NORTH CHARLESTON, SC (WCSC) - The organization known as Lowcountry AIDS Services has a new name it says reflects changes in the HIV/AIDS epidemic.
Officials revealed the new name, Palmetto Community Care, Thursday, spokesperson Holly Fisher said.
The rebranding comes as treatment for people with HIV, the virus that causes AIDS, has progressed to the point that fewer HIV-positive people are progressing to an AIDS diagnosis.
"For more than 25 years our agency has been giving our clients purpose, hope and a path forward. We help them see that a HIV diagnosis isn't the end and that with proper medical care and support they can live a full life," Executive Director Bradley Childs said. "That aspect of our organization won't change. We will continue to provide the same excellent care and the breadth of services to people living with HIV in Charleston, Berkeley and Dorchester counties."
Removing "AIDS" from the group's name also eliminates some of the stigma people using the organization's services felt, Fisher said.
"We know the stigma surrounding HIV and AIDS is very real, so changing the name of our organization is one small way we can combat that stigma and help our clients and the community as a whole," Jason Kirk, director of development and marketing, said.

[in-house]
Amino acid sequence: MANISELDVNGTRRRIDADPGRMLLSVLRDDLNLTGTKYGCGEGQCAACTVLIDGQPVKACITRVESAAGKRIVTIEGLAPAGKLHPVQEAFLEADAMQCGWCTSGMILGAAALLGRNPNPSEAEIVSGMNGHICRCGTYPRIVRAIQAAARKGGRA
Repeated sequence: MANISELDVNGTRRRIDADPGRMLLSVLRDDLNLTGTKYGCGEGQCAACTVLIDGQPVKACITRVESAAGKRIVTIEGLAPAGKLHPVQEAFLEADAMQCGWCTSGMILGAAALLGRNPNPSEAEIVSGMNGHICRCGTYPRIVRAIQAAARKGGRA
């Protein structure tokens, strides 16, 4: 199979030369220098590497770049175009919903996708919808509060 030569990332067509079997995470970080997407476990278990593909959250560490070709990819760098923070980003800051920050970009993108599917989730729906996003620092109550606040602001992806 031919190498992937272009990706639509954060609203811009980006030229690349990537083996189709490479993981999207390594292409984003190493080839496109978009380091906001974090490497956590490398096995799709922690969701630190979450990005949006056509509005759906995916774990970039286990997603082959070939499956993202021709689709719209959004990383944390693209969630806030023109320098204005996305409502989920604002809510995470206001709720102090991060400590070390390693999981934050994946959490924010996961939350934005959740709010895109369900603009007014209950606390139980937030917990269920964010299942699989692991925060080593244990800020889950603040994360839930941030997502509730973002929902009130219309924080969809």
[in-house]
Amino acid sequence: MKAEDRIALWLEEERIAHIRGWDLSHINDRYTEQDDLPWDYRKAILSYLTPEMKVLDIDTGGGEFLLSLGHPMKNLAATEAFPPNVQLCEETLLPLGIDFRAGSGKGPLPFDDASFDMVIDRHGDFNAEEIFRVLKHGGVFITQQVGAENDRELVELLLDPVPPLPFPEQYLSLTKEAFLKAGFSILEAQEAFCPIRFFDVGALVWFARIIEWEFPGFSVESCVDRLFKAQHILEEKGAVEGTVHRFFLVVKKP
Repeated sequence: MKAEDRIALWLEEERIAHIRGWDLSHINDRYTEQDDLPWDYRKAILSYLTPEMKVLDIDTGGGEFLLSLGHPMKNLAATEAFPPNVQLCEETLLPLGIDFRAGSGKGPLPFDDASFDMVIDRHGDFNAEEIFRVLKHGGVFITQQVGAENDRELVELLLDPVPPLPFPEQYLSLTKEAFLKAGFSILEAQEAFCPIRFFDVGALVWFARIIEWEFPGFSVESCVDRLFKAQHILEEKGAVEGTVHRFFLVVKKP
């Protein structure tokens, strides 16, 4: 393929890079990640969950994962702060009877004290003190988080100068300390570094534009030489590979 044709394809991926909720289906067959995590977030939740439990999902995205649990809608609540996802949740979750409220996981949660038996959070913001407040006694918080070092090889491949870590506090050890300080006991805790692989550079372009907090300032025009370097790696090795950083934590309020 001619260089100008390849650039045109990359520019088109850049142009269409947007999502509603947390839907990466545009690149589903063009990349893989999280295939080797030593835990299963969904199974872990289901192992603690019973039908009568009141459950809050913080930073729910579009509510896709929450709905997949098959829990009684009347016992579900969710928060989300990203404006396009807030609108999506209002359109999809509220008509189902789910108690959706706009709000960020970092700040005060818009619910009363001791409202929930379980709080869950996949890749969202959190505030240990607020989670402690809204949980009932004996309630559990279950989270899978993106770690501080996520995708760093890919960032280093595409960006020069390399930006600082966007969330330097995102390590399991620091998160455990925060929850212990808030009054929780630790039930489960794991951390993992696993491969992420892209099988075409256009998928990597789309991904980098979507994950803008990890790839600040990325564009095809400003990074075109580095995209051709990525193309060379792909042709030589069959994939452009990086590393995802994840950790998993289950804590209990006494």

Earlier this year, the organization announced it was adding a mobile testing van to its prevention program. This new initiative is designed to reach rural and high-needs communities. A $50,000 grant from the Elton John AIDS Foundation made it possible, Fisher said.
The mobile testing van will be on the road this month, allowing the organization to further its efforts of expanded testing, outreach and HIV prevention education to rural areas of Dorchester and Berkeley counties as well as targeted high-risk communities in Charleston County.
"Even though the perception is that the HIV epidemic is over, we see daily that is just not the case," Kirk said. "Thanks to medical advances, people diagnosed with HIV can go on to live full, productive lives. Yet, at the same time, not everyone has equal access to medical care and those life-saving medications. That's where our organization steps in - helping those clients who are most vulnerable to get the help they need."
For information on how to schedule a stop with the mobile testing van, contact Adam Weaver, prevention manager, at 843-747-2273.
In January 2018, the organization recorded the most positive HIV tests in its history. Of those who came in for a free HIV test in January, seven tested positive for HIV. Underscoring the issue that HIV is disproportionately impacting youth, all seven of those people were under the age of 30.
In all of 2017, 20 people tested positive for HIV at Lowcountry AIDS Services. The agency tests an average of 1,600 people annually.